Studies discussed above focus on lowering cholesterol in people with mild to moderately increased blood cholesterol. People, often predisposed by genetic traits, with severely high cholesterol need separate consideration.
Cholesterol-lowering medications provide powerful help in fighting heart disease. Yet some people cannot take them, and whether or not you pay for them personally, the medications and the necessary monitoring for side effects are expensive to our health care system. That’s why it’s great news that if “low-fat diets” haven’t improved cholesterol levels, there’s still plenty you can try.
Take-home ideas for today
Don’t switch from chocolate or nuts to fat-free cookies and pretzels to cut fat. Do choose leaner meat and poultry, and eat more seafood (that’s not deep-fried or batter-coated). Switch from donuts to oatmeal. Add barley to soup instead of white rice or refined pasta. Add beans to soup and mixed dishes instead of sausage. If you’re overweight, reduce meat portions and ice cream and don’t eat more of something else.
To look beyond LDL cholesterol, researchers and doctors calculate overall heart disease risk using the Framingham 10-year coronary heart disease risk calculator by totaling points for a variety of risk factors. You can check yours here.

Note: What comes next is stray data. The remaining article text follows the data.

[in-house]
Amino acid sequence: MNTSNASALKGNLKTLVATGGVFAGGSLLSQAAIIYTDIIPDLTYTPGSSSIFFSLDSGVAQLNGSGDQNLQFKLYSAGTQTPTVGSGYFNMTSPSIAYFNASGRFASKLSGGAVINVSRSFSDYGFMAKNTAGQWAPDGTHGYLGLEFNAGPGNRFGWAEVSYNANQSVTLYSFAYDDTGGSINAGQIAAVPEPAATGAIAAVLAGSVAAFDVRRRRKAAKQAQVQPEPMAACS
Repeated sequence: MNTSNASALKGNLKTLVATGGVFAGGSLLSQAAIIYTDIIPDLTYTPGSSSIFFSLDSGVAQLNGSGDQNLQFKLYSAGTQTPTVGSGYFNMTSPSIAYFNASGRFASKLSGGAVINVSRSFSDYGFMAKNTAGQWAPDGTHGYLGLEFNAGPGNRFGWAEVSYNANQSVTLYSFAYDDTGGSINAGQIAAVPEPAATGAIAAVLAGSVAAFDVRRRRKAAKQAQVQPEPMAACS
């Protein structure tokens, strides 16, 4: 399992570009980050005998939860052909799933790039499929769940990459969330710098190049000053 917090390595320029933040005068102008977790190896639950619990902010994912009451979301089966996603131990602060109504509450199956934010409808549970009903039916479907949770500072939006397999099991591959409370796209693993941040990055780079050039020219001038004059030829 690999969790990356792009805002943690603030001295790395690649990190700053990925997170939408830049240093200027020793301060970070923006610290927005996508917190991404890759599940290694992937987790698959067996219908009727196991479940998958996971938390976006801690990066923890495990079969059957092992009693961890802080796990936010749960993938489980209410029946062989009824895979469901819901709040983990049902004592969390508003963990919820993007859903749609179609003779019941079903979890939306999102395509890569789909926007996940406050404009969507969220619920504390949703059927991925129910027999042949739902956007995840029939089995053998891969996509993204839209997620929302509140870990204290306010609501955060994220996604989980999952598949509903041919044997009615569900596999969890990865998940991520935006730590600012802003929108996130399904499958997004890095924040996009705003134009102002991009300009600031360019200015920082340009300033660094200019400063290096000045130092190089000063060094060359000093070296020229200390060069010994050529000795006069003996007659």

Report of the Dietary Guidelines Advisory Committee on the Dietary Guidelines for Americans, 2010. Part D, Section 3: Fatty Acids and Cholesterol.
Siri-Tarino, PW et al. Saturated fatty acids and risk of coronary heart disease: modulation by replacement nutrients. Curr Atheroscler Rep, 2010.
Jenkins, DJ et al. Direct comparison of a dietary portfolio of cholesterol-lowering foods with a statin in hypercholesterolemic participants. Am J Clin Nutr, 2005.
Jenkins, DJ et al. Assessment of the longer-term effects of a dietary portfolio of cholesterol-lowering foods in hypercholesterolemia. Am J Clin Nutr, 2006.
Jenkins, DJ et al. Adding monounsaturated fatty acids to a dietary portfolio of cholesterol-lowering foods in hypercholesterolemia. CMAJ, 2010.
Azadbakht, L et al. Effects of the Dietary Approaches to Stop Hypertension (DASH) eating plan on cardiovascular risks among type 2 diabetic patients: a randomized crossover clinical trial. Diabetes Care, 2011.
Karen Collins, MS, RD, CDN is a Registered Dietitian who promotes healthy eating as a syndicated nutrition news columnist, speaker and consultant, bringing special expertise in cancer prevention and how it fits within overall wellness efforts. Karen can be contacted about speaking engagements at firstname.lastname@example.org. For more information, please visit http://www.karencollinsnutrition.com